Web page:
Asian Theatre Journal 20.2 (2003) 253-255
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Central to Italian scholar Nicola Savarese's work is the concept of "oriental theatres," a complex of suggestions he explains as resulting from an imprecise knowledge of Asian forms of theatre that has worked as a sort of myth for European theatrical culture since the end of the eighteenth century. "Oriental theatre," therefore, is a historical rather than a geographical concept that enables the scholar to investigate the numerous "encounters" that important European artists have had with Asian theatrical forms.
Paris/Artaud/Bali is the story of one of these encounters: an original and passionate reconstruction of Antonin Artaud's vision of a Balinese troupe at the 1931 Paris Colonial Exposition. As Savarese clarifies, this book is what remains—"the phosphorous ashes of the ink"—of what used to be a four-hour-long conferenza-spettacolo (conference-performance) presented for the first time at the 1981 Festival of Santarcangelo, Italy, and produced more than a hundred times in Italy and abroad during the following years. By means of slides, videos, music, registered voices, inscriptions, and so on, Savarese attempted to give the spectator the archival material the same way he discovered it, in "all the variety and apparent whimsicality of its coincidences" (p. 16). What Savarese offers to the reader is thus the "script" of this conference-performance, "a montage of various materials divided in five parts and an epilogue" (p. 17).
The first section of the book,"Prelude by Moonlight," attempts to recreate the atmosphere of the Parisian theatrical life of the period with an emphasis on artists who were fighting for the modernization of theatre: Dullin, Copeau, Pitoe¨ff, Antoine, and Artaud. The second section of the book, "Paris by Night," offers a portrayal of the artistic life in Paris in 1931 through the writings, among others, of Jacques Prévert, Louis Aragon, Anaž¨s Nin, Simone de Beauvoir, Henry Miller, and Jean Cocteau. The third section, "Tabu,"deals with the emergence of the image of Bali in Western culture by way of the writings of Walter Spies—the German artist who invented kecak, a form of dance telling the Indian story of Ramayana, with no musical accompaniment and whose rhythm is provided by a chanting chorus—and those of Friedrich Murnau, Spies' friend, who went to Tahiti with his yacht named Bali [End Page 253] to shoot Tabu. The fourth section "Fire! Fire!" describes the fire that took place in the Dutch East Indian Pavilion and destroyed its Balinese theatre. But more important, it presents articles describing the success of the 1931 Paris Colonial Exposition despite the attacks on colonialism conducted by the Surrealists and the French Communist Party. The fifth section, "Colonial Gran Gala," is about the fateful night when Artaud saw the Balinese theatre.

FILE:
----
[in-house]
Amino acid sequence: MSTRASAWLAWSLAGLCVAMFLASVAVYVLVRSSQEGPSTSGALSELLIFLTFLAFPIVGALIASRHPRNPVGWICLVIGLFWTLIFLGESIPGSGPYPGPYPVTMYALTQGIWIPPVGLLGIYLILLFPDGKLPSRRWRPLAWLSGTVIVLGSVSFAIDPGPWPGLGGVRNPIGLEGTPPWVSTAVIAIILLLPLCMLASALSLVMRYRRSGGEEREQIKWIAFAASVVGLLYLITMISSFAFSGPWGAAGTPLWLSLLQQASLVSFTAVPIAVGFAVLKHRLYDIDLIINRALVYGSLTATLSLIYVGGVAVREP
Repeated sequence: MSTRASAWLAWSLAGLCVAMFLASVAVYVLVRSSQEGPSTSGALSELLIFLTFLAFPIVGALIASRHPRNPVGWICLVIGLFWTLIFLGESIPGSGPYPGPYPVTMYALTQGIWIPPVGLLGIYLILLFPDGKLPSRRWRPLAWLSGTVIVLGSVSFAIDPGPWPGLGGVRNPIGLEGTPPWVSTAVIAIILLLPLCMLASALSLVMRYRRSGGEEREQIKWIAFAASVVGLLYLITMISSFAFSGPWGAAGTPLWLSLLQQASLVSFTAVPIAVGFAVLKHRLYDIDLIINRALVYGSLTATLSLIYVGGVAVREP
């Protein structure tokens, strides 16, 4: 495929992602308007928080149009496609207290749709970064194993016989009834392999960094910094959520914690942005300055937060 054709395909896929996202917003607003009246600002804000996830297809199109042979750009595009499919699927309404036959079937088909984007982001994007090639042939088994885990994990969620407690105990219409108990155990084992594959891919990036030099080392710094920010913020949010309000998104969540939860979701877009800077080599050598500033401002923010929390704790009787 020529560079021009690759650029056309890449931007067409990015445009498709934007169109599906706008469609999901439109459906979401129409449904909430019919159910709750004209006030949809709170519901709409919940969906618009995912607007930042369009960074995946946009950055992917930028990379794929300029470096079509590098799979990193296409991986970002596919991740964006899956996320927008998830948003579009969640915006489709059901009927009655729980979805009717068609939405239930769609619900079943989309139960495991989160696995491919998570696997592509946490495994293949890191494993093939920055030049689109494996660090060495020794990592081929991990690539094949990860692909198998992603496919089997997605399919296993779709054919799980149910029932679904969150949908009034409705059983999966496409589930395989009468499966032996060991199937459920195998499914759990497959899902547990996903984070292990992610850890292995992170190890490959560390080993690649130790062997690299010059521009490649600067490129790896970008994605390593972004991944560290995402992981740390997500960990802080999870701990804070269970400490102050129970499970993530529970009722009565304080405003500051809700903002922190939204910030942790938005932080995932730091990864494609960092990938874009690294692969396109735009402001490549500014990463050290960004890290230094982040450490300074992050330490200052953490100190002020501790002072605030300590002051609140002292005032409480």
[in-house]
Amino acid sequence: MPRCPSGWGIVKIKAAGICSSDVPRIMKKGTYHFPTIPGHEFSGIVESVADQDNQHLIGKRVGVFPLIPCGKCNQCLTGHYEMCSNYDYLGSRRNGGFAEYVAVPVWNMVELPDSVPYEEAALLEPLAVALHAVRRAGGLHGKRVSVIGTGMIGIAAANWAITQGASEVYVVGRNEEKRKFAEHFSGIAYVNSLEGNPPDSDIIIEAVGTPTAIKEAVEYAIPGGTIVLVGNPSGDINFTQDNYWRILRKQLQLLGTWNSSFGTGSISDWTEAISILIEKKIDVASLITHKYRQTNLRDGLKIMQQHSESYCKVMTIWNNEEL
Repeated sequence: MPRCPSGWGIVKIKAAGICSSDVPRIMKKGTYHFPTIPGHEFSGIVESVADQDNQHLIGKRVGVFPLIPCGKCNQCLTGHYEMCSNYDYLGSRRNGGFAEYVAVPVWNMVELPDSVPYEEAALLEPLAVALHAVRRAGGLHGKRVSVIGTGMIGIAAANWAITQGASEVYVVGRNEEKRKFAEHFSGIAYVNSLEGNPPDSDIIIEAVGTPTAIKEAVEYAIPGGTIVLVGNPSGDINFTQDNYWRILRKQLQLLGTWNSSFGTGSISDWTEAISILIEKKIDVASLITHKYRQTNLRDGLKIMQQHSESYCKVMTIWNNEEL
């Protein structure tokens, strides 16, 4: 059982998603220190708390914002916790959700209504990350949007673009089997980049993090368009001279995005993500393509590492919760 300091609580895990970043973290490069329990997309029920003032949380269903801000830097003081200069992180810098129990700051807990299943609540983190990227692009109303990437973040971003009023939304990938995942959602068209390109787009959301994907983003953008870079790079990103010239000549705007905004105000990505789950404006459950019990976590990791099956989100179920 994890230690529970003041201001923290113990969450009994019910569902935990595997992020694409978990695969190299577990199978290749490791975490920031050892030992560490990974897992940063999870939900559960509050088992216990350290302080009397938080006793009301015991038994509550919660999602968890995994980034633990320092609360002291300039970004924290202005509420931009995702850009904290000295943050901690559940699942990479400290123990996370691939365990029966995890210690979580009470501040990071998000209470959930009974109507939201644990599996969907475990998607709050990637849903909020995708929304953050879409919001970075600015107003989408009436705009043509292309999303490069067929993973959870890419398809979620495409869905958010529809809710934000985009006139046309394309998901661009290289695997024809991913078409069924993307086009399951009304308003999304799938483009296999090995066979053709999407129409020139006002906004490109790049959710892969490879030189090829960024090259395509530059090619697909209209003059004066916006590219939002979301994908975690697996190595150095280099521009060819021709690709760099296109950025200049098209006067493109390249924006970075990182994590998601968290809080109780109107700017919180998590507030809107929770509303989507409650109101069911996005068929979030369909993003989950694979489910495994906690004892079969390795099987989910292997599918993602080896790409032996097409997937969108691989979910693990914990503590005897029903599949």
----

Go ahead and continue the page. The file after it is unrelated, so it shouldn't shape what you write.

In the "Epilogue," Savarese abandons the kaleidoscopic nature of his presentation of documents and draws some conclusions. The review of the Balinese dances that Artaud wrote for the Nouvelle Revue Française (1931) appeared in revised form seven years later in The Theater and Its Double (1938) and, chronologically, was the earliest article of the book. Thus according to Savarese, since Artaud's visionary concept of theatre was propelled by his view of the Balinese troupe, "it is not sufficient only to study Artaud's verbal labyrinth or only to examine Balinese theatre. It is instead necessary to investigate the entire cultural process that . . . made his visionary leap possible" (p. 180). Savarese's investigation begins with the "dubious footlights" of the Paris Colonial Exposition: dubious because the declared intent of the exposition—to celebrate both the colonial economies and the charm and cultural attractions of distant lands—was not fully realized given the impossibility of eclipsing the turmoil under way in the colonial world. Although the 1931 Colonial Exposition was a huge success with the urban masses, even...